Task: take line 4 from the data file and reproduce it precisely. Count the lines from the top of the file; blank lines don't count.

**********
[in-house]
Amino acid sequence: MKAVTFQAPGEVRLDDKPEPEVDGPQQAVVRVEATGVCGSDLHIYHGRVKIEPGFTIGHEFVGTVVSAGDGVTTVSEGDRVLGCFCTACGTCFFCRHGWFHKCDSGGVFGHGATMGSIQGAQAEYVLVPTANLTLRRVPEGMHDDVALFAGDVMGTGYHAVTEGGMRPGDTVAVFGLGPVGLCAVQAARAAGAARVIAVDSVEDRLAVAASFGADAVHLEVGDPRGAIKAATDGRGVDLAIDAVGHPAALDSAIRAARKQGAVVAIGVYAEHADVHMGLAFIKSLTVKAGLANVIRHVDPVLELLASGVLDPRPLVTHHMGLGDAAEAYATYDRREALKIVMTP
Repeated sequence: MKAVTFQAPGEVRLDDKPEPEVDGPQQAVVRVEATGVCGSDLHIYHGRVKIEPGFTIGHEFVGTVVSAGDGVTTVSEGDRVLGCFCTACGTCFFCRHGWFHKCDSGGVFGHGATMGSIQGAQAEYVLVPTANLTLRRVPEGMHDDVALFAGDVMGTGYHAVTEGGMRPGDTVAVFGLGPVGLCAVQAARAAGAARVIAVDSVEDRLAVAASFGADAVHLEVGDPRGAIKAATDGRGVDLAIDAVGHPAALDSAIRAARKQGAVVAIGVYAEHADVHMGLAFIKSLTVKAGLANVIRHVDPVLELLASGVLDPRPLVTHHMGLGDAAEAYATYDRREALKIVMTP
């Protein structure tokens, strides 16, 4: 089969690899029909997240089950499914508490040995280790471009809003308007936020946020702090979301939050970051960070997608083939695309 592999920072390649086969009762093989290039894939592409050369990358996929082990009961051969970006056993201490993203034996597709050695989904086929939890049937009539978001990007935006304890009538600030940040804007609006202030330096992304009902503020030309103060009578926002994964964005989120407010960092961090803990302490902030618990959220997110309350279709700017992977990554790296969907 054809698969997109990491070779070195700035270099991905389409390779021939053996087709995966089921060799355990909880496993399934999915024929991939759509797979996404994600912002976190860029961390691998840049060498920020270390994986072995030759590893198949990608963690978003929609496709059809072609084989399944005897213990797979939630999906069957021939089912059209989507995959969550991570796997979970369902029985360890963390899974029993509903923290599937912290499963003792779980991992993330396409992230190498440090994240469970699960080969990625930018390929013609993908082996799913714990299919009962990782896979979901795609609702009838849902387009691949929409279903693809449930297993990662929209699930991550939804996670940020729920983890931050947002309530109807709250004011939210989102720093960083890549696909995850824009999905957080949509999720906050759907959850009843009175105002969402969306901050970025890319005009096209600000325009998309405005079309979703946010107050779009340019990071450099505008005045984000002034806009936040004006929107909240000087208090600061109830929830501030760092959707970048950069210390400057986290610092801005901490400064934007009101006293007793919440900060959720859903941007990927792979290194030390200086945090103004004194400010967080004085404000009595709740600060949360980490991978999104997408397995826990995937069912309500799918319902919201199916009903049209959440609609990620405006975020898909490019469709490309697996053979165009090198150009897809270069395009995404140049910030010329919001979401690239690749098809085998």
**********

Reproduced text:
């Protein structure tokens, strides 16, 4: 089969690899029909997240089950499914508490040995280790471009809003308007936020946020702090979301939050970051960070997608083939695309 592999920072390649086969009762093989290039894939592409050369990358996929082990009961051969970006056993201490993203034996597709050695989904086929939890049937009539978001990007935006304890009538600030940040804007609006202030330096992304009902503020030309103060009578926002994964964005989120407010960092961090803990302490902030618990959220997110309350279709700017992977990554790296969907 054809698969997109990491070779070195700035270099991905389409390779021939053996087709995966089921060799355990909880496993399934999915024929991939759509797979996404994600912002976190860029961390691998840049060498920020270390994986072995030759590893198949990608963690978003929609496709059809072609084989399944005897213990797979939630999906069957021939089912059209989507995959969550991570796997979970369902029985360890963390899974029993509903923290599937912290499963003792779980991992993330396409992230190498440090994240469970699960080969990625930018390929013609993908082996799913714990299919009962990782896979979901795609609702009838849902387009691949929409279903693809449930297993990662929209699930991550939804996670940020729920983890931050947002309530109807709250004011939210989102720093960083890549696909995850824009999905957080949509999720906050759907959850009843009175105002969402969306901050970025890319005009096209600000325009998309405005079309979703946010107050779009340019990071450099505008005045984000002034806009936040004006929107909240000087208090600061109830929830501030760092959707970048950069210390400057986290610092801005901490400064934007009101006293007793919440900060959720859903941007990927792979290194030390200086945090103004004194400010967080004085404000009595709740600060949360980490991978999104997408397995826990995937069912309500799918319902919201199916009903049209959440609609990620405006975020898909490019469709490309697996053979165009090198150009897809270069395009995404140049910030010329919001979401690239690749098809085998």